LST - 925

LST - 925 was laid down on 10 May 1944 at Hingham, Mass., by the Bethlehem-Hingham Shipyard, Inc.; launched on 21 June 1944; and commissioned on 15 July 1944. During World War II, LST-925 was assigned to the Asiatic- Pacific theater and participated in the Lingayen Gulf landing in January 1945. She returned to the United States and was decommissioned on 26 November 1945 and struck from the Navy list on 5 December that same year. On 9 May 1948, the ship was sold to Consolidated Builders Inc., Seattle, Wash., for scrapping. LST-925 earned one battle star for World War II service.

LST - 926

LST - 926 was laid down on 13 May 1944 at Hingham, Mass., by the Bethlehem-Hingham Shipyard, Inc.; launched on 24 June 1944; and commissioned on 20 July 1944, Lt. Floyd H. Gould in command. During World War II, LST-926 was assigned to the Asiatic- Pacific theater and participated in the Lingayen Gulf landing in January 1945 and the assault and occupation of Okinawa Gunto from April through June 1945. Following the war, she performed occupation duty in the Far East until late March 1946. The ship was decommissioned on 14 June 1946 and struck from the Navy list on 31 July that same year. On 13 June 1948, the tank landing ship was sold to the Walter W. LST-926 earned two battle stars for World War II service.

LST - 927

LST - 927 was laid down on 20 May 1944 at Hingham, Mass., by the Bethlehem-Hingham Shipyard, Inc.; launched on 28 June 1944; and commissioned on 4 July 1944. During World War II, LST-927 was assigned to the Asiatic- Pacific theater and participated in the Lingayen Gulf landing in January 1945 and the Mindanao Island landings in March and April 1945. She returned to the United States and was decommissioned on 20 July 1946 and struck from the Navy list on 8 October that same year. On 9 December 1947, the ship was sold to the Learner Co., Oakland, Calif., for scrapping. LST-927 earned two battle stars for World War II service.

LST - 928

LST - 928 was laid down on 1 June 1944 at Hingham, Mass., by the Bethlehem-Hingham Shipyard, Inc.; launched on 5 July 1944; and commissioned on 30 July 1944, Lt. R. Stearns, USNR, in command. During World War II, LST-928 was assigned to the Asiatic- Pacific theater and participated in the assault and occupation of Iwo Jima in March 1945. She was decommissioned on 13 December 1946. LST-928 earned one battle star for World War II service.

LST-929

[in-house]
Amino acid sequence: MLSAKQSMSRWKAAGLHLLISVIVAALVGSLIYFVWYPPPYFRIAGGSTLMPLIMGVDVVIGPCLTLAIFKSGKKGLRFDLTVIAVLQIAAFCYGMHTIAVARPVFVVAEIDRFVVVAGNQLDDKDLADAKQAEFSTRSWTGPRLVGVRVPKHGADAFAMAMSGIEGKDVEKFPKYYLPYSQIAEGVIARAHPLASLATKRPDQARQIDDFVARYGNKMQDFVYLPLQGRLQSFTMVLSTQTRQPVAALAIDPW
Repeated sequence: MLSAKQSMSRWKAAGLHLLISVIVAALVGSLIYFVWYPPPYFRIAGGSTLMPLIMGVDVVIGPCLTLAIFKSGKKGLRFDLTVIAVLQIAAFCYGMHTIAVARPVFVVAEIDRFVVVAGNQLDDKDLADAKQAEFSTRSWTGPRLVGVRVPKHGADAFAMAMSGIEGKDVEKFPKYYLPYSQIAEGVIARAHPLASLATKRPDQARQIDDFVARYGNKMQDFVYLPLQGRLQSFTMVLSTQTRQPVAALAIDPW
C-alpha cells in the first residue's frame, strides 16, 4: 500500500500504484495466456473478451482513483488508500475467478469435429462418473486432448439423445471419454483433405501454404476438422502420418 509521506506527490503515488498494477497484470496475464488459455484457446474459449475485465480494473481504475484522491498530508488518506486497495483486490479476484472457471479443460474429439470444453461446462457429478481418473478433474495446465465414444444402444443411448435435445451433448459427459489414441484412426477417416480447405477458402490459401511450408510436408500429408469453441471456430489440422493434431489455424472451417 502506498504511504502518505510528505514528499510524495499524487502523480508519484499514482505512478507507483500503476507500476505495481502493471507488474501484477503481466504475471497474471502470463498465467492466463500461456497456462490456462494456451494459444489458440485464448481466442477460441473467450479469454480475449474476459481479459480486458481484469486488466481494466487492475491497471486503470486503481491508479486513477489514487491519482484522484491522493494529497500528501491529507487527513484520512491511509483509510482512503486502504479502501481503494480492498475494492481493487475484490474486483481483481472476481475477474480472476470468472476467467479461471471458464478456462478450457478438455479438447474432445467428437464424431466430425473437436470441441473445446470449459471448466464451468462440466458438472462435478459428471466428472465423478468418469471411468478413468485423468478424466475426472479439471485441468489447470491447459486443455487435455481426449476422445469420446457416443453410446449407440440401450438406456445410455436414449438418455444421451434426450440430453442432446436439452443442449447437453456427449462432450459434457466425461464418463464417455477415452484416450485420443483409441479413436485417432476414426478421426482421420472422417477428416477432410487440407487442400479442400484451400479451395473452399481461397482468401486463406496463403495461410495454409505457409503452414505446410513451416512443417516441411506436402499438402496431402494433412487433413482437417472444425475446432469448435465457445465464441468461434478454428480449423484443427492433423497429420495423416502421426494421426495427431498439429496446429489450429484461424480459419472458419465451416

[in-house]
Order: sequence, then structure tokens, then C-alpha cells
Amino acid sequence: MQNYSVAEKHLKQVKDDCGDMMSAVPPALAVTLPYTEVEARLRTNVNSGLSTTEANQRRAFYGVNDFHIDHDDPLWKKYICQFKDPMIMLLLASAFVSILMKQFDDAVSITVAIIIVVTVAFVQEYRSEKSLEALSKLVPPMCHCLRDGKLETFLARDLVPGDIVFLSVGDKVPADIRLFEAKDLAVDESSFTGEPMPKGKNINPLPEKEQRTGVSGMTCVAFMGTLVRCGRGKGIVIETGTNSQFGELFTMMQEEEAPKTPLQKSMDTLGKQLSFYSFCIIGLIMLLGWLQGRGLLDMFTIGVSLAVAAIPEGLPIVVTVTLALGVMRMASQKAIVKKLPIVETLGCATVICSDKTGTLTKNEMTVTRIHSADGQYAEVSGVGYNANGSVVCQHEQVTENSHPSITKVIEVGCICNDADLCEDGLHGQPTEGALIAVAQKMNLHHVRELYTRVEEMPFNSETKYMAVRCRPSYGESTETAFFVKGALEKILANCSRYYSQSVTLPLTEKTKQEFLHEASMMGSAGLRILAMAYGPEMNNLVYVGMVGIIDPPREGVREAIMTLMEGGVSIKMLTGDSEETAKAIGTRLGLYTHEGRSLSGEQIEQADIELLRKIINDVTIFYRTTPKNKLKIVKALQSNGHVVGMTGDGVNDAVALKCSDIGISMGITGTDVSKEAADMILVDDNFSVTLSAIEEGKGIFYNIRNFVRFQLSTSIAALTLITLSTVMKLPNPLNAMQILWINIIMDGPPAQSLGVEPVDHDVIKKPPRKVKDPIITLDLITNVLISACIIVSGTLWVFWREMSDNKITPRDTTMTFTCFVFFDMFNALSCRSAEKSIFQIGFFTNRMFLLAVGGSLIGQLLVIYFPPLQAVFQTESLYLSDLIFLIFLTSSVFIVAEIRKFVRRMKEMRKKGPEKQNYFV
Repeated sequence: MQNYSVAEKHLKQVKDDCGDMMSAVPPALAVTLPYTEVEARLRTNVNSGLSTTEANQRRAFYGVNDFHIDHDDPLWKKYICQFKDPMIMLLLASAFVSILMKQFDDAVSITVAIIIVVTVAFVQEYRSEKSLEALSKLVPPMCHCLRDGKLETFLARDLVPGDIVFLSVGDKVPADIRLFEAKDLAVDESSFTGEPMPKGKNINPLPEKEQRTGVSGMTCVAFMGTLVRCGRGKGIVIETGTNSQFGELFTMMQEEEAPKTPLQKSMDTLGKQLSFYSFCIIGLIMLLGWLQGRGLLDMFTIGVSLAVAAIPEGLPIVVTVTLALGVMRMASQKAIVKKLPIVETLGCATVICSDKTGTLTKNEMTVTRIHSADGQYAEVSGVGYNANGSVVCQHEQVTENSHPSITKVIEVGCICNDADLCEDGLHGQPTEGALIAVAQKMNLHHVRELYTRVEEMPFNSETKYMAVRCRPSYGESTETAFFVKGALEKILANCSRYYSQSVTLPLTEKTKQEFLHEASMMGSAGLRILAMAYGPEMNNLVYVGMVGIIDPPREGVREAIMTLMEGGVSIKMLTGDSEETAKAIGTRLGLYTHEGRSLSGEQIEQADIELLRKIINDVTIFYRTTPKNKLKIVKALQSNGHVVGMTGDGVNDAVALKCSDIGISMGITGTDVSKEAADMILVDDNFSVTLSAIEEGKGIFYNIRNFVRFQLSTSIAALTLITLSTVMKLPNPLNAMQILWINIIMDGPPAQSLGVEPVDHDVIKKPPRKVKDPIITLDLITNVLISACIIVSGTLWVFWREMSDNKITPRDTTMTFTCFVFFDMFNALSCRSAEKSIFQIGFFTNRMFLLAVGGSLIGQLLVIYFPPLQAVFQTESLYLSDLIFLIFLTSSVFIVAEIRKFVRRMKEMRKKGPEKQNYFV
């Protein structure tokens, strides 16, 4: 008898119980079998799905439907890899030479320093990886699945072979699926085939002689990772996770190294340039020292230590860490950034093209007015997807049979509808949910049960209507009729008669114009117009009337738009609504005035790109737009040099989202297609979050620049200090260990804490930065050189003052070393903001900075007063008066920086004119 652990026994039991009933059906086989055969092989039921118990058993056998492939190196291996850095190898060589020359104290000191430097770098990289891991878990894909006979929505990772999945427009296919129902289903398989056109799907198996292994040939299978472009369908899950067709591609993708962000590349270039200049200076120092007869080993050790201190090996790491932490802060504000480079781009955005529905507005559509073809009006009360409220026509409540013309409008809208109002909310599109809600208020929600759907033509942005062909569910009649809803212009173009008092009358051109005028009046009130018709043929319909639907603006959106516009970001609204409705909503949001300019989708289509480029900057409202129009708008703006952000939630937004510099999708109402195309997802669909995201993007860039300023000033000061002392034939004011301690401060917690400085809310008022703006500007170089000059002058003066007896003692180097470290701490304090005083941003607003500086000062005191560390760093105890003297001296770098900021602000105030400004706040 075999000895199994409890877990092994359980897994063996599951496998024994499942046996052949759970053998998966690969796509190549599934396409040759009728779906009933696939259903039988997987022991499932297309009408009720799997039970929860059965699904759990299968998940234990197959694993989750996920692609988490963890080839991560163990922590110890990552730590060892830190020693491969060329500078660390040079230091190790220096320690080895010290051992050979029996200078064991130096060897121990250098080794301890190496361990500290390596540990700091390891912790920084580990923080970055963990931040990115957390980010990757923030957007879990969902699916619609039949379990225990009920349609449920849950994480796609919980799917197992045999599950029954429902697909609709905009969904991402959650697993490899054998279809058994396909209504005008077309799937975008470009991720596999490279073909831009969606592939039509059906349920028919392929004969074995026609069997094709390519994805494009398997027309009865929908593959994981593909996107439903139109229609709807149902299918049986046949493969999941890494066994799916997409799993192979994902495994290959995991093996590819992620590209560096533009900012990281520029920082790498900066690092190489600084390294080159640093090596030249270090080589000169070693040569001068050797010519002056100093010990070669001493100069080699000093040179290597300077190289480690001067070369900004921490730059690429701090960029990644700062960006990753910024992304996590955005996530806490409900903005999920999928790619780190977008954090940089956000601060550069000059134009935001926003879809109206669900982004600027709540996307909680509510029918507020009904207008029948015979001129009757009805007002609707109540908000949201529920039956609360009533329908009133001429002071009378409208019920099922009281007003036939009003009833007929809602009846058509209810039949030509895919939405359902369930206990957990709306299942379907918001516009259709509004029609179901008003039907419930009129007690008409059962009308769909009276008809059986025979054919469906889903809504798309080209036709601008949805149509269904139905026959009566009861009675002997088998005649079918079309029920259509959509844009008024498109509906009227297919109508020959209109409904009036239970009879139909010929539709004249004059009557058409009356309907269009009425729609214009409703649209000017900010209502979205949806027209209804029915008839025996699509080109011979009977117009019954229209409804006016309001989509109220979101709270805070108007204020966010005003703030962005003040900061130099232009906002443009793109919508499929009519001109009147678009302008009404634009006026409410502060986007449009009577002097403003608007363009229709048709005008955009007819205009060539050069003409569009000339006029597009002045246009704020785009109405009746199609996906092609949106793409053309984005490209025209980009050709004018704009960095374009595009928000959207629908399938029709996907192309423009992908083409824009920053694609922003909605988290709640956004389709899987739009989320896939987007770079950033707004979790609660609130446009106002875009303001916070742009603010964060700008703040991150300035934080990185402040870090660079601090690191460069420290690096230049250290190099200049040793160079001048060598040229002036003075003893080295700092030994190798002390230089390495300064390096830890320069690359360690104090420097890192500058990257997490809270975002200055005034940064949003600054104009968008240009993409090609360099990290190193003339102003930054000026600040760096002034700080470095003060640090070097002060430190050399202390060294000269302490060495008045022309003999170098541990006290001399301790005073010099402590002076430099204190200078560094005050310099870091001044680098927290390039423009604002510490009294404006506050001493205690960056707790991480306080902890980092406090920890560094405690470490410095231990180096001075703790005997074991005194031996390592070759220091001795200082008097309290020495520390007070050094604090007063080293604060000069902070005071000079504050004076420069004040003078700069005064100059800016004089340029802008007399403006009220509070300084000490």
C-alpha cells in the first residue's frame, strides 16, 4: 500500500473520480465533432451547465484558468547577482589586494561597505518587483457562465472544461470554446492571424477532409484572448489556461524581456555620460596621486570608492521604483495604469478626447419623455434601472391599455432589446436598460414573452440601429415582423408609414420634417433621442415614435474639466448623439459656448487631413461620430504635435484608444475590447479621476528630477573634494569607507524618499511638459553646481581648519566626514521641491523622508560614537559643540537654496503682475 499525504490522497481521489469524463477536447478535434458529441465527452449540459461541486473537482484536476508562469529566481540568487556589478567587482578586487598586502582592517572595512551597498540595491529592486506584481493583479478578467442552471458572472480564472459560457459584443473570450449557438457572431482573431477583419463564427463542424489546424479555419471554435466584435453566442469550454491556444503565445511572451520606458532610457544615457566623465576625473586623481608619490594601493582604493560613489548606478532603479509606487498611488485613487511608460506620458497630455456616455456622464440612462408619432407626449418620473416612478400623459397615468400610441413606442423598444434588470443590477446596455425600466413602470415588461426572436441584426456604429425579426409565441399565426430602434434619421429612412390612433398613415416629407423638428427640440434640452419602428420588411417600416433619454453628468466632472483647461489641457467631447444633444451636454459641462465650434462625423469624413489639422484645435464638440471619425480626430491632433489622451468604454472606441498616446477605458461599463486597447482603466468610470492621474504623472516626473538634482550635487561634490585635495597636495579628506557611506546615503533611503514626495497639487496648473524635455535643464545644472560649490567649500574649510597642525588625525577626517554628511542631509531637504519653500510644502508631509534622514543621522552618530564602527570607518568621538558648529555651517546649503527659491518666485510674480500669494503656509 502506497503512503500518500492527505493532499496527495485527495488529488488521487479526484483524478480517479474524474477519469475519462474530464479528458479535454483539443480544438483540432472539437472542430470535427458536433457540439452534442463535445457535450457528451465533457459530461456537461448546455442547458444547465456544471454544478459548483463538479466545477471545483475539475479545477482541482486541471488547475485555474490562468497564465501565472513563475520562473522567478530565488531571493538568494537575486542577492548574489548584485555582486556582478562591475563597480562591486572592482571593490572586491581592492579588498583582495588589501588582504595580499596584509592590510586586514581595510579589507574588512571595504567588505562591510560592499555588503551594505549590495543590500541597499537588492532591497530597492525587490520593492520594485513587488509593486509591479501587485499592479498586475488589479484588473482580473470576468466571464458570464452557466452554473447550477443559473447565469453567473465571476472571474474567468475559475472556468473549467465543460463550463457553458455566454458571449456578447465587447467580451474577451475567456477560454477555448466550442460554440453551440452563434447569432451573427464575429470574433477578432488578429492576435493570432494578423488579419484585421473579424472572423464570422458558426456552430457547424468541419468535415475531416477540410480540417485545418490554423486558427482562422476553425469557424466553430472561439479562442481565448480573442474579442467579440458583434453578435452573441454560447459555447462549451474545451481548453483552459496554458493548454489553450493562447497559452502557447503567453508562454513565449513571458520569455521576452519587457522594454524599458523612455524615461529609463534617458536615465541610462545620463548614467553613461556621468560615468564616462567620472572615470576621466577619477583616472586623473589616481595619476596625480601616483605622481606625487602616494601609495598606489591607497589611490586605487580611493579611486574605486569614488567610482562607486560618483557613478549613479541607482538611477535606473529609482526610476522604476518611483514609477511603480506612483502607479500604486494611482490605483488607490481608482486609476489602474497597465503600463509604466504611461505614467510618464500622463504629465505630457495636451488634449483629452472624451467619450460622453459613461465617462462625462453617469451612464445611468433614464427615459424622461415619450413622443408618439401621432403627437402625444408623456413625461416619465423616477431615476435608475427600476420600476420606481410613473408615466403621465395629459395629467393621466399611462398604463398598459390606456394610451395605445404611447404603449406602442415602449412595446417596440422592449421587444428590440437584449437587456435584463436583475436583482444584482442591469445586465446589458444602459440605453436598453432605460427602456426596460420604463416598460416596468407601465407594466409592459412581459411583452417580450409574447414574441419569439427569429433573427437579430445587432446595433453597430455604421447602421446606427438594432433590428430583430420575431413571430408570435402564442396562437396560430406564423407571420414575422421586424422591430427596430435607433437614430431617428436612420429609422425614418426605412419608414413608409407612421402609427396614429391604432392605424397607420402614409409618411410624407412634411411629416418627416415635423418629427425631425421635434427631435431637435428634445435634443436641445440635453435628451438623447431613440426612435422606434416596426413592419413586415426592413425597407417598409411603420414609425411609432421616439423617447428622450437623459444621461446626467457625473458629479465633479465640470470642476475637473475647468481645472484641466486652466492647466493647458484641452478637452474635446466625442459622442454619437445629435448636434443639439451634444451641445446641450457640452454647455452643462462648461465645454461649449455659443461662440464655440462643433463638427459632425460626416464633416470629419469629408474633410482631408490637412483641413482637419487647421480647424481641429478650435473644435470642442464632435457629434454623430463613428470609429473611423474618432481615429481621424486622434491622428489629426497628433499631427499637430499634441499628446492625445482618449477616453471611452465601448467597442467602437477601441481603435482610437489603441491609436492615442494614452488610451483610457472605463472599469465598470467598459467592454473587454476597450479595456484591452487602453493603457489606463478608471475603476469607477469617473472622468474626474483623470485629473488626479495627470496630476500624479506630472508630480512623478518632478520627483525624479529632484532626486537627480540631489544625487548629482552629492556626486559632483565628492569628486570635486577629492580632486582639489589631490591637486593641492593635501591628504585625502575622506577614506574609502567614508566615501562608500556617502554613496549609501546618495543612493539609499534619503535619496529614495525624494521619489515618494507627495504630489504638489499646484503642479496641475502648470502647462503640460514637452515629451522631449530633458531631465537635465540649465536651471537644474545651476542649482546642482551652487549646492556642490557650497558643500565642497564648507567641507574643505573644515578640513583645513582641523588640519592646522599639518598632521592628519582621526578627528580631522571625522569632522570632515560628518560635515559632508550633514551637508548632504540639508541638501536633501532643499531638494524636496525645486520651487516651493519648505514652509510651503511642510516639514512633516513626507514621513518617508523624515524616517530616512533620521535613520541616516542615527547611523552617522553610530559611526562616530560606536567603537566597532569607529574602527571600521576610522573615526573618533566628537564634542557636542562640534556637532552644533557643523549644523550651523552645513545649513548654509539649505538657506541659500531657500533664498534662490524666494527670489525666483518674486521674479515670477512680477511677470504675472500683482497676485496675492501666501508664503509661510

LST - 929 was laid down on 5 June 1944 at Hingham, Mass., by the Bethlehem-Hingham Shipyard, Inc.; launched on 8 July 1944; and commissioned on 2 August 1944. During World War II, LST-929 was assigned to the Asiatic- Pacific theater and participated in the assault and occupation of Iwo Jima in February 1945 and the assault and occupation of Okinawa Gunto from April through June 1945. On 15 September 1945, she was redesignated LSTH-929. Following the war, the ship performed occupation duty in the Far East and saw service in China until late May 1946. LSTH-929 was decommissioned on 24 May 1946 and turned over to the Chinese Nationalist Navy. She was struck from the Navy list on 3 July 1946. LST-929 earned two battle stars for World War II service.

LST-930

LST - 930 was laid down on 9 June 1944 at Hingham, Mass., by the Bethlehem-Hingham Shipyard, Inc.; launched on 12 July 1944; sponsored by Mrs. Rocca; and commissioned on 6 August 1944, Lt. F. Grabowski in command. During World War II, LST-930 was assigned to the Asiatic- Pacific theater and participated in the assault and occupation of Iwo Jima in February 1945 and the assault and occupation of Okinawa Gunto from April through June 1945. On 15 September 1945, she was redesignated LSTH-930 and performed occupation duty in the Far East until late October 1945. The ship returned to the United States and was decommissioned on 26 June 1946 and struck from the Navy list on 31 July that same year. On 8 June 1948, she was sold to the Humble Oil & Refining Co., Houston, Tex., for operation. LST-930 earned two battle stars for World War II service.

LST-931